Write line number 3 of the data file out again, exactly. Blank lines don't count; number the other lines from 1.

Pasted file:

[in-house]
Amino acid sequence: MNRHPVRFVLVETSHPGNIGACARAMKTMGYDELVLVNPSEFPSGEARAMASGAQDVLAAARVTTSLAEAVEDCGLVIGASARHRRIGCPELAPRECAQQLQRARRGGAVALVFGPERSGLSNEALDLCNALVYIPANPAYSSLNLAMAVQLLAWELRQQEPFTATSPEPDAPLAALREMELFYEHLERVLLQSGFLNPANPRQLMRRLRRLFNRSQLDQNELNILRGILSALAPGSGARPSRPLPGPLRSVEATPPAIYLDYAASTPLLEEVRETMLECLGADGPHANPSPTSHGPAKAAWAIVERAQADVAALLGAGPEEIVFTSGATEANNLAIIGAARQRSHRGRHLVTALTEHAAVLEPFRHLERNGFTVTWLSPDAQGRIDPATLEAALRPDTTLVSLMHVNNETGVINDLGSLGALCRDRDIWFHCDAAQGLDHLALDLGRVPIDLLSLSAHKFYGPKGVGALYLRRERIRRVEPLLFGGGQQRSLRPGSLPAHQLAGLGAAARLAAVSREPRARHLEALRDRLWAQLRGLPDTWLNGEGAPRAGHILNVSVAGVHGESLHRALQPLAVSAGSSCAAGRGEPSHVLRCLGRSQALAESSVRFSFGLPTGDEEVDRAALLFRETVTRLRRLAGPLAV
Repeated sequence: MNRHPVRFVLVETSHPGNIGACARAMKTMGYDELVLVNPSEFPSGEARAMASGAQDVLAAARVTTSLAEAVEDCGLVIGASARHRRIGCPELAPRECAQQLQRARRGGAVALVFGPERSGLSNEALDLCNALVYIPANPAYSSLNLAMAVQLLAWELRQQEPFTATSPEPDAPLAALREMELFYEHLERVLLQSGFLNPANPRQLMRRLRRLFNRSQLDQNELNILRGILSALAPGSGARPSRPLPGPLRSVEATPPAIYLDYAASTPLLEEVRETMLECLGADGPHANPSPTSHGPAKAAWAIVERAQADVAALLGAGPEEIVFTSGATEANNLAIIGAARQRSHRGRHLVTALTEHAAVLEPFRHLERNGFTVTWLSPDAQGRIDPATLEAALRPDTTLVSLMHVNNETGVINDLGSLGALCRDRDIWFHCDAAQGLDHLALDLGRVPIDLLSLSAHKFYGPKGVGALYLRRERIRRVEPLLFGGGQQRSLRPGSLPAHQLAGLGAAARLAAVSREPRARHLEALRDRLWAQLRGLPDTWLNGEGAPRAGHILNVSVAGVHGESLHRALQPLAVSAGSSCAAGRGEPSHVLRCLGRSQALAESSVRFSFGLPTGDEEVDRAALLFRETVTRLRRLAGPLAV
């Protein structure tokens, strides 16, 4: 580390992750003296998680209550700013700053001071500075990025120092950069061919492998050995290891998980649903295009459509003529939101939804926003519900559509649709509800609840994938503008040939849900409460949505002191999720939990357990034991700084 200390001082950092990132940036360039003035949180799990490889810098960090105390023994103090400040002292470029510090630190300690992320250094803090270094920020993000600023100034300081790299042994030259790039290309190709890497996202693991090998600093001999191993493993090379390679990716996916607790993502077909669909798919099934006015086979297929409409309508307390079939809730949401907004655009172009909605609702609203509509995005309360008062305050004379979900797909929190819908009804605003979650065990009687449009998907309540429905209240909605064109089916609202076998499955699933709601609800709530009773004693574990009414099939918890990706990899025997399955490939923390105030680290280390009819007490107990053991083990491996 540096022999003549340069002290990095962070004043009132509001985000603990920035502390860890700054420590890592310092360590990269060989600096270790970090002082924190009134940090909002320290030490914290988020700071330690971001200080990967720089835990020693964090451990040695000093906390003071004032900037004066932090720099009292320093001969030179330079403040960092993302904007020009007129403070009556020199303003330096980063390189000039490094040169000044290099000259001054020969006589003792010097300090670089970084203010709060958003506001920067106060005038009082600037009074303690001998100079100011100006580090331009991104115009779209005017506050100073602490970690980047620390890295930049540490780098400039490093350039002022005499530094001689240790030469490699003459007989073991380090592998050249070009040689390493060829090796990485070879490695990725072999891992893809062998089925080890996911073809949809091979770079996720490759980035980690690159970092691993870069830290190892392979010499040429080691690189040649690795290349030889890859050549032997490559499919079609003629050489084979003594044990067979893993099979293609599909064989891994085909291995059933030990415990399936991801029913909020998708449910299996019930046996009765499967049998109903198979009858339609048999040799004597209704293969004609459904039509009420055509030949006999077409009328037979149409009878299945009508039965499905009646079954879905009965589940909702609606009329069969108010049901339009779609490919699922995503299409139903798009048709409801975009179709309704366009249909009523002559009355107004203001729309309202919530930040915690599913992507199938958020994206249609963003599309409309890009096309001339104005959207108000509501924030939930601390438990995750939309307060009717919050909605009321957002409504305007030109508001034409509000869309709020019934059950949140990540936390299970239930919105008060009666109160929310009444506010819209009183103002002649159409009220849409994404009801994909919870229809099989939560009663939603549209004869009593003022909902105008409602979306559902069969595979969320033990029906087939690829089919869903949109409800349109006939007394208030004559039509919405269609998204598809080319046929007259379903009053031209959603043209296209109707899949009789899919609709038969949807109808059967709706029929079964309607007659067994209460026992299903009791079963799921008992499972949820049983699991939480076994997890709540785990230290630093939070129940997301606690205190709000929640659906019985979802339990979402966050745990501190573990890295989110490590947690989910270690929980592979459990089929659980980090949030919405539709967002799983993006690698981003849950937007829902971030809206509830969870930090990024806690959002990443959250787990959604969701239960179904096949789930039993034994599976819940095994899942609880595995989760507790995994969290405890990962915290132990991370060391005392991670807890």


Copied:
Repeated sequence: MNRHPVRFVLVETSHPGNIGACARAMKTMGYDELVLVNPSEFPSGEARAMASGAQDVLAAARVTTSLAEAVEDCGLVIGASARHRRIGCPELAPRECAQQLQRARRGGAVALVFGPERSGLSNEALDLCNALVYIPANPAYSSLNLAMAVQLLAWELRQQEPFTATSPEPDAPLAALREMELFYEHLERVLLQSGFLNPANPRQLMRRLRRLFNRSQLDQNELNILRGILSALAPGSGARPSRPLPGPLRSVEATPPAIYLDYAASTPLLEEVRETMLECLGADGPHANPSPTSHGPAKAAWAIVERAQADVAALLGAGPEEIVFTSGATEANNLAIIGAARQRSHRGRHLVTALTEHAAVLEPFRHLERNGFTVTWLSPDAQGRIDPATLEAALRPDTTLVSLMHVNNETGVINDLGSLGALCRDRDIWFHCDAAQGLDHLALDLGRVPIDLLSLSAHKFYGPKGVGALYLRRERIRRVEPLLFGGGQQRSLRPGSLPAHQLAGLGAAARLAAVSREPRARHLEALRDRLWAQLRGLPDTWLNGEGAPRAGHILNVSVAGVHGESLHRALQPLAVSAGSSCAAGRGEPSHVLRCLGRSQALAESSVRFSFGLPTGDEEVDRAALLFRETVTRLRRLAGPLAV